FacebookTwitterGoogle+RedditEmail

Trump’s Victory: Arrogance Defeated

by

Hillary Clinton called half of Trump voters “a basket of deplorables”. In all the discussions I have had with American “liberals”, they explained to me that Trump supporters were mostly uneducated white men.

However, I am old enough to remember an era when the all the leftwing parties, socialist or communist, and even American Democrats, were based on the workers or the “working class” or the “common man”.  Nobody thought to inquire whether they had university degrees or to investigate whether or not their opinions were politically correct on issues such as racism, sexism or homophobia.

What defined the workers as progressive subjects was their economically exploited condition and not some ideological orthodoxy or moral purity.

At the end of the 1970s a great change took place within leftwing parties. They were increasingly dominated by academics and their ideology changed radically from that of the classical left.

Far from aiming to establish some form of socialism, or merely of social justice, the left turned into the champion of the fight for equal opportunity, against discrimination and prejudice, and – with the rise of globalization – the opening of markets.

The more or less mythical hero of the left was no longer the proletarian but the marginal, the migrant, the foreigner, the dissident, or the rebel – even if he happened to be a religious fanatic that no leftist intellectual would have anything to do with. One recalls how Jean-Jacques Rousseau made fun of those who pretend to love the Tartars in order to avoid loving their neighbors.

Little by little a new class alliance formed: the one percent as it is called, or more realistically the richest ten percent who benefit from globalization are allied with the middle class intelligentsia to sell us globalization in the name of “openness to others” and which flaunt the specter of racism or sexism to attract minorities and certain feminists (for although women are not a minority, certain feminist demands are similar to those of minorities).

But that alliance was extremely unnatural in socio-economic terms, because the main victims of globalization are the least qualified workers, often women or members of minorities.

The left’s pro-globalization bias led it astray step by step.  First it gave up all effort at regulating the economy, satisfying itself with claiming to share the fruits of growth fairly by ensuring “equal opportunity”.  But in the real world, inequalities grew far more than the economy.

They also imagined that international law could be abolished and that a certain “international community” – in practice the United States and its allies – would maintain world order by military means.  Again, in the real world that only created chaos, refugees and resistance to that American order.  In fact, in the long term, the American population itself came down with a strange disorder, “war fatigue”. Except for a minority of ideologues, hardly anyone in the United States wants to bear the costs of an empire (see http://www.bostonglobe.com/opinion/2016/10/30/the-fatal-expense-american-imperialism/teXS2xwA1UJbYd10WJBHHM/story.html  for a lucid analysis of those costs).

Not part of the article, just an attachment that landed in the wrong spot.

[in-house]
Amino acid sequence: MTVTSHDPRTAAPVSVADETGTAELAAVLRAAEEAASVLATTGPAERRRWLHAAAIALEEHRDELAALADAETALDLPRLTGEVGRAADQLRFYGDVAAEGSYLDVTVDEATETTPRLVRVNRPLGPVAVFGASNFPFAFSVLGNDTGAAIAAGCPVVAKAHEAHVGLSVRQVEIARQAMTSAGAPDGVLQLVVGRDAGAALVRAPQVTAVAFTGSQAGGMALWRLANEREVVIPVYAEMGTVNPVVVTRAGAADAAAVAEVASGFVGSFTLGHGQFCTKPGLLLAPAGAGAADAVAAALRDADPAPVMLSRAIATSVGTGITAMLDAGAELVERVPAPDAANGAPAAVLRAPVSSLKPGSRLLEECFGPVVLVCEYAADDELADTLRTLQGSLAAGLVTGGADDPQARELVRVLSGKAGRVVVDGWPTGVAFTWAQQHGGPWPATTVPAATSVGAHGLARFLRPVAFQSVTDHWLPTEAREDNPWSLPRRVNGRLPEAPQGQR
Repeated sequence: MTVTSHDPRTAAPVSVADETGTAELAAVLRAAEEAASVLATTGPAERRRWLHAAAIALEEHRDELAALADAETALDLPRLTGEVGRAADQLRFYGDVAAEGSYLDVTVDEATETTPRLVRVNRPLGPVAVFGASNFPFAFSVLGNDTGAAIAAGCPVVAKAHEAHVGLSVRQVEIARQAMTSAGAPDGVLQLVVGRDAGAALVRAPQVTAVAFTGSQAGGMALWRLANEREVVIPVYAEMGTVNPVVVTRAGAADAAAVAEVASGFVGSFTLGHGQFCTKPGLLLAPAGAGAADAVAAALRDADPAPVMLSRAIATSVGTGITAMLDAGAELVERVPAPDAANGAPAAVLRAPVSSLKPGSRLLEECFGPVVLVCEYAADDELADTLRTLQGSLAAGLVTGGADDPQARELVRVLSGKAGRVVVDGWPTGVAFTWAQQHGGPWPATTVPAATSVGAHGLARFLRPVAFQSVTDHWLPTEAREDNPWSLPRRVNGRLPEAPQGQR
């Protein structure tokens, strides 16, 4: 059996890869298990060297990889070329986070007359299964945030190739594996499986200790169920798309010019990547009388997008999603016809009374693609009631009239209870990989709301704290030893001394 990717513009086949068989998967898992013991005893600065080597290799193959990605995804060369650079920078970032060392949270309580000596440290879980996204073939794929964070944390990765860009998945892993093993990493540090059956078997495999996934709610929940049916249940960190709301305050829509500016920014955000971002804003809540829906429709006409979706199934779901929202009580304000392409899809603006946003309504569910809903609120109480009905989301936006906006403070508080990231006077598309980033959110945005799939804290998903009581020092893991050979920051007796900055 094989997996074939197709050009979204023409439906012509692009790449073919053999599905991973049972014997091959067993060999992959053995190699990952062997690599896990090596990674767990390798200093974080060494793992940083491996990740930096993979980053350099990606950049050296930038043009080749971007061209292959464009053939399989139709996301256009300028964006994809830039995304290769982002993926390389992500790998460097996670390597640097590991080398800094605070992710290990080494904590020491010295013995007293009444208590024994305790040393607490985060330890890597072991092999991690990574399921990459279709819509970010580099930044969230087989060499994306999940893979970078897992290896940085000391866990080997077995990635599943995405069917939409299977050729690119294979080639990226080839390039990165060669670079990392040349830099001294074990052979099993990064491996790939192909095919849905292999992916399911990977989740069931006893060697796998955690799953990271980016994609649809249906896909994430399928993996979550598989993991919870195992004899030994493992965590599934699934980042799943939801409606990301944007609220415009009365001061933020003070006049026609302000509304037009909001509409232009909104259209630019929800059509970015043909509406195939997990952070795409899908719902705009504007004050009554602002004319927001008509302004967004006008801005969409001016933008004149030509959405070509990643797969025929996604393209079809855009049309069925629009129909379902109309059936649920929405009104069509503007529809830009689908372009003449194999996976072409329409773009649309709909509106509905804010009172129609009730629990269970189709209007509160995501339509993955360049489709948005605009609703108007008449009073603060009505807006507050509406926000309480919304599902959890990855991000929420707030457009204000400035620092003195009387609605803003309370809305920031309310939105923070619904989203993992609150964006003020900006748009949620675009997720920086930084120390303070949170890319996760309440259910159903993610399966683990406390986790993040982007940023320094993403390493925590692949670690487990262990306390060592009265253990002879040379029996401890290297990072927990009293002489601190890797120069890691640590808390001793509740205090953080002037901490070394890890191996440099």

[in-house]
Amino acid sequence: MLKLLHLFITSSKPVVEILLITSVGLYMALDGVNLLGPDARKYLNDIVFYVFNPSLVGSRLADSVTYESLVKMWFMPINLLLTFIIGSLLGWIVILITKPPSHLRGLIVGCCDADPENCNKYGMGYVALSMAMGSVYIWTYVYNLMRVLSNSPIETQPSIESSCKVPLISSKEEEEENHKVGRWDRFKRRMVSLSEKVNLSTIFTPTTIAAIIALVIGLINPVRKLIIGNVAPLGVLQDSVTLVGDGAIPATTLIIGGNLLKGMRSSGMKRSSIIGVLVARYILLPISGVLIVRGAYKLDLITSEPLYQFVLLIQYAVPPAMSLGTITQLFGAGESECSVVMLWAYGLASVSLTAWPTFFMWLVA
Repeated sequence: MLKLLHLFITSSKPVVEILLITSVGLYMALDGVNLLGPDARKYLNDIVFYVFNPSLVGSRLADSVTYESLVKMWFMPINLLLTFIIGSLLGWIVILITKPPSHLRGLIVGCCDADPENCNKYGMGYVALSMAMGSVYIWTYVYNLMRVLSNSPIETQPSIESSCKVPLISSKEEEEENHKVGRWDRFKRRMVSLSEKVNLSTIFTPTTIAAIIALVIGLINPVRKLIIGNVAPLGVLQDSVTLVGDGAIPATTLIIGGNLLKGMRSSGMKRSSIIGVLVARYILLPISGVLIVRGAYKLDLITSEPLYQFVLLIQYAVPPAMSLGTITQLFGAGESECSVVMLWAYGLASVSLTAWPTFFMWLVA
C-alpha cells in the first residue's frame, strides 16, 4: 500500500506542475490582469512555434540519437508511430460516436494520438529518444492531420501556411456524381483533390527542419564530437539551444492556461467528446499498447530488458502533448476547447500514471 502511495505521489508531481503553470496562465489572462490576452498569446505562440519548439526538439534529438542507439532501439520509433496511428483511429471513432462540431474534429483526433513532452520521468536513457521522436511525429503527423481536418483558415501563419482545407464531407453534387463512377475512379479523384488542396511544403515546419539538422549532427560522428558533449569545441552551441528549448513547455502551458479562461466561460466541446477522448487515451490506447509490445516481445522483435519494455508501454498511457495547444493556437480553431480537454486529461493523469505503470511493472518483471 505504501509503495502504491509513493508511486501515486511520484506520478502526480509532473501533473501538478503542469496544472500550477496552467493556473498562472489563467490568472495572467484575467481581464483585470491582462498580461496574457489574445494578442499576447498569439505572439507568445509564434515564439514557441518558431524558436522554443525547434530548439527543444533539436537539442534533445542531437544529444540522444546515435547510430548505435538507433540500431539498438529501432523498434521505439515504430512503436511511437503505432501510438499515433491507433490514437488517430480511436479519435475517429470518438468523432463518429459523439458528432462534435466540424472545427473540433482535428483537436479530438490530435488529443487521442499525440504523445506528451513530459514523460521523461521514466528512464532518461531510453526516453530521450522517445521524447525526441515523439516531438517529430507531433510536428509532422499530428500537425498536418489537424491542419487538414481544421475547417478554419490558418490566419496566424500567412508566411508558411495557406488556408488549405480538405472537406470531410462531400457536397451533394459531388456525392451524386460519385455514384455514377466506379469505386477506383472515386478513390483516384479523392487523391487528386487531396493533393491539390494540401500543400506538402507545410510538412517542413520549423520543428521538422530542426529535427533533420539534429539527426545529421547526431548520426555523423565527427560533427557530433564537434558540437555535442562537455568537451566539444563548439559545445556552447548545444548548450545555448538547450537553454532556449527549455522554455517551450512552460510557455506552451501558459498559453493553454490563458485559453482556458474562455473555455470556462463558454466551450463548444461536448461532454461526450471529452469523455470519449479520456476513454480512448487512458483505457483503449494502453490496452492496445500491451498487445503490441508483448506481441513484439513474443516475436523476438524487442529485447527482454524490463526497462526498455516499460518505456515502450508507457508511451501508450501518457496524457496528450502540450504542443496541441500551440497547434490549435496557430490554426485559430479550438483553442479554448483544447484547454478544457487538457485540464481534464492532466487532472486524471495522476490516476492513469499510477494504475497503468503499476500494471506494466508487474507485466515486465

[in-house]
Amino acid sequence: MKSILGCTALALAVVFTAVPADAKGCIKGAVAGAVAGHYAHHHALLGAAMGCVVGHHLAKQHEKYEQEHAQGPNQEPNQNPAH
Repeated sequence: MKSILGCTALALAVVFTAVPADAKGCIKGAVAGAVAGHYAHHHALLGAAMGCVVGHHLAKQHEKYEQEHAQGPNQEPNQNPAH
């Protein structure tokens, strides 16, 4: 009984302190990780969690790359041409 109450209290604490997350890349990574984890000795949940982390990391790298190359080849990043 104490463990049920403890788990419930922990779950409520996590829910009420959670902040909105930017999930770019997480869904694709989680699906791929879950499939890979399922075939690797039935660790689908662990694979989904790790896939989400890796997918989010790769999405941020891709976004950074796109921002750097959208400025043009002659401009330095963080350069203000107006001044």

The protests of the victims of globalization had to be dealt with. The trick was to use the ideology of tolerance: any objection to globalization was labeled racism, xenophobia.  Intellectuals took up the “fight against racism” with enthusiasm, with an eye to preserving their own privileged social position, sheltered from the economic storms of globalization.

In the United States, it was enough to stigmatize bad thoughts; in Europe, they were taken to court.

All that had to explode sooner or later, just as the Berlin Wall came down and the USSR collapsed, and for the same reasons: a self-satisfied but fairly incompetent elite, isolated from social realities, which claims to do what is best for the people without consulting them, and which finally doesn’t even deliver the promised benefits, ends up provoking rebellion against itself.

First the Brexit, then Trump. Whatever one may think of that individual, the worse the things said about him by American “liberals”, the more they expose the enormity of their defeat.  After years of political correctness and sermons on feminism and antiracism, what can be more humiliating than the election of someone as demonized by feminists and antiracists as Trump?